Pensnett and Fens Branches
I know, I know, The Fens Branch is no more the BCN than the Stourbridge Canal. But for my money it shares the same DNA, It looks like BCN, smells like BCN - so as it offers an interesting addition to the Pensnett walk it is carrying honorary membership, if only for the duration of this article.
Grab your boots, a copy of Richard Deans "Canals of Birmingham", a fistful of Godfrey Edition maps and a modern A-Z and get out there. Don't forget tour camera as this walk offers some areas of surprising beauty.
This walk was first published in the June 2013 edition of the BCN Society's magazine "Boundary Post".
For those less familiar with the Pensnett canal, it continues on from the western end of the Dudley Tunnel at Parkhead.
This time we will be visiting the “back of the map”- the area to the west of the Dudley / Netherton tunnels. The walk will take us from Parkhead along the line of the Pensnett Canal then down the hill to the Fens Branch before returning via Merry Hill, taking in the old line of the Delph Locks as we pass, a distance of about six miles but with scope for some short cuts to reduce the distance if so desired.
Irritatingly, a pesky new-fangled railway contraption gets in the way of a pure circular walk, cutting a path right across my preferred route! So I will assume that you are visiting by car and suggest a couple of short spot visits along the line of the Pensnett Canal before we get to the walk proper.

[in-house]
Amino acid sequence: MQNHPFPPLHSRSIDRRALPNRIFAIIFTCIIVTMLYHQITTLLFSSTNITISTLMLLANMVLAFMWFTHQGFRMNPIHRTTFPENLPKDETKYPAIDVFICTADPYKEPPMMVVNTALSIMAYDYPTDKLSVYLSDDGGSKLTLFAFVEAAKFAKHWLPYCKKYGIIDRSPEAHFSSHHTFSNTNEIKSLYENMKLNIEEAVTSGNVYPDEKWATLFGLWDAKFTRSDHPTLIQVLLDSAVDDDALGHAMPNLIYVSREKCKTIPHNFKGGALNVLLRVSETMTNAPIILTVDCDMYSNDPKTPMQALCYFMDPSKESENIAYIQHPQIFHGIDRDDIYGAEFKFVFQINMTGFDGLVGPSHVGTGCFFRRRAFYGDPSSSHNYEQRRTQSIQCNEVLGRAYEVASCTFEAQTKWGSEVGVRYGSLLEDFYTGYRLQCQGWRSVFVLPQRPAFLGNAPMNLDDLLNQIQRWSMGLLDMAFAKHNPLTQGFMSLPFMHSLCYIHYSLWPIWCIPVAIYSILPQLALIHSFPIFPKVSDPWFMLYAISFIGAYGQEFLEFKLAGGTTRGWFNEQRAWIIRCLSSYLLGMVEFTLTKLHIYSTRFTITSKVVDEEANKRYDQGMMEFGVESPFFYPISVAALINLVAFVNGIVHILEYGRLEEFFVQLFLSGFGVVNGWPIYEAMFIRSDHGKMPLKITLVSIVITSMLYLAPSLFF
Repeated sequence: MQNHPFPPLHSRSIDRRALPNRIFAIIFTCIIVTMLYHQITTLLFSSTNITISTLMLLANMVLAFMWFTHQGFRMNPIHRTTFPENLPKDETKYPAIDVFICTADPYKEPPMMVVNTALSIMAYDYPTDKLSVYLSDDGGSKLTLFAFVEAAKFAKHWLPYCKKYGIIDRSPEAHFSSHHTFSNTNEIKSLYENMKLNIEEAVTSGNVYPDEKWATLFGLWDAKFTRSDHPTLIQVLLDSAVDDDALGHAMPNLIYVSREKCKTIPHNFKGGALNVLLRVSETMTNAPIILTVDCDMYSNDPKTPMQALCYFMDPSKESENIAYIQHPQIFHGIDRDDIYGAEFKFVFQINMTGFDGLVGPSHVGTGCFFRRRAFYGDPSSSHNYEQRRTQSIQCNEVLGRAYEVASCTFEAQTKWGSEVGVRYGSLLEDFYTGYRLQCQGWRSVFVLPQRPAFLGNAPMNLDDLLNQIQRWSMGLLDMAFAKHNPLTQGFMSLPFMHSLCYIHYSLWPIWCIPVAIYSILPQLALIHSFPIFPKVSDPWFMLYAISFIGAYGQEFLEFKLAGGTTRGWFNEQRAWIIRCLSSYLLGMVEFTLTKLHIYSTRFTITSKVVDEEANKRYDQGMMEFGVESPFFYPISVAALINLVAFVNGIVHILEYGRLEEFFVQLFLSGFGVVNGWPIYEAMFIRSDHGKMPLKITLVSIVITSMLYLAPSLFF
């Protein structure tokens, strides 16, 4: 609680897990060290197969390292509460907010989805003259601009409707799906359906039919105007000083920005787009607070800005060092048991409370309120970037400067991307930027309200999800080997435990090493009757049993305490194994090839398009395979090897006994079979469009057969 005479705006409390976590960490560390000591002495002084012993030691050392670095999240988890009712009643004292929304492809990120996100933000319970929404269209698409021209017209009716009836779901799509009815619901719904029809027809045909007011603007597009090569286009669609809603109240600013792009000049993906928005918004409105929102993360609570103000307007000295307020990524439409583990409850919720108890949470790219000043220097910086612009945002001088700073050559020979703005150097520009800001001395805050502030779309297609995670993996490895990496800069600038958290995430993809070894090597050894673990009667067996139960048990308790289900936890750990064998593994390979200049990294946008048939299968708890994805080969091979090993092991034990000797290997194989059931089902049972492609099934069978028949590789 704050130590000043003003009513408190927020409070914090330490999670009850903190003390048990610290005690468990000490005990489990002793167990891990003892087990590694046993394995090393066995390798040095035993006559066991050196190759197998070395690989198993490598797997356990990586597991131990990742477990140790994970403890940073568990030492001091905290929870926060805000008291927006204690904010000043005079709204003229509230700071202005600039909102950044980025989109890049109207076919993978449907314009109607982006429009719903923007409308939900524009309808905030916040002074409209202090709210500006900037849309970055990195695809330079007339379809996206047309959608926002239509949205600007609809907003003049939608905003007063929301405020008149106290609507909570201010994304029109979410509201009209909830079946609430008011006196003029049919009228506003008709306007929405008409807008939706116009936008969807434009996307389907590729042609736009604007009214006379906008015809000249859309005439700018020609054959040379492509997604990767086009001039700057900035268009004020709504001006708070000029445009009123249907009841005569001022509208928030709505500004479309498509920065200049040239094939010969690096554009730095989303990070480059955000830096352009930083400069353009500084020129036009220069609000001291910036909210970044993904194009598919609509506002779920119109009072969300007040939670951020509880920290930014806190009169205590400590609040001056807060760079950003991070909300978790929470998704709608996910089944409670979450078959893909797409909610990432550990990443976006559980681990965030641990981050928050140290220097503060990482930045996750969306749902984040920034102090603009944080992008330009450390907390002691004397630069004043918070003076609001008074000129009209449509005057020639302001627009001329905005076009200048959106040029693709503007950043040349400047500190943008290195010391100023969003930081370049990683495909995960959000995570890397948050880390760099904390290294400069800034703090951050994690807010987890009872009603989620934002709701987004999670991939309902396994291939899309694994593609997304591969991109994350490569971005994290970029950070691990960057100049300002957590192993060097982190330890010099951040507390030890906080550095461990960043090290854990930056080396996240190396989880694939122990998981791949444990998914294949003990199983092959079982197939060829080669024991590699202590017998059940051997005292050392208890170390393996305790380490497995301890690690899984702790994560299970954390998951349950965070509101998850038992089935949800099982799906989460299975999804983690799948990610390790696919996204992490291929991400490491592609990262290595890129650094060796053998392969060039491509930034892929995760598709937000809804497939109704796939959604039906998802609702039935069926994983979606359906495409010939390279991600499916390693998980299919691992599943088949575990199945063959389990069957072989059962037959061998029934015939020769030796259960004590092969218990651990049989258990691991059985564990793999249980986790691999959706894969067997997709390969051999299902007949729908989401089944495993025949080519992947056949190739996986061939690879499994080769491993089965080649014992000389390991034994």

Park Head Basin marks the start of the Earl of Dudley’s 1840 1.25 mile lockless Pensnett Canal, leaving in a southerly direction on the 473 ft Wolverhampton Level. Today it is limited to a short arm which goes under a bridge before coming to an abrupt end under the arches of an abandoned railway viaduct.
This is a fascinating area and will be familiar to many readers, with the stub of the Grazebrook Arm, the three little used Park Head Locks and the western portal of the Dudley Tunnel all readily available for exploration.
Beyond the viaduct the line of the canal has been lost but with a bit of imagination it’s easy to see that Crackley Way has been built along its contour.
A4036 Pedmore Road Area
Drive down Peartree Lane and take the second on the right after Crackley Way and you will find a short cul de sac with a footpath exiting to the left at the far end. This, believe it or not, it the old towpath which manages to squeeze between huge engineering works and finally emerges onto Pedmore Road, with the canal bed reused as a hugely polluted cooling pond, its water slimy and stinking with industrial oils.
Cross Pedmore Road and the line of the canal continues through the grounds of C Brown and Sons, Steel Stockholders. My suggestion would be to visit this area early on a Sunday morning when the place is deserted and you can follow the reeded up bed of the canal for a quarter of a mile, but at any other time you will be limited to the what you can see from the road.
Sadly, it’s here that the railway cuts across the area with no crossings and there is no alternative but to retrace your steps to your car and drive round to the main part of the walk.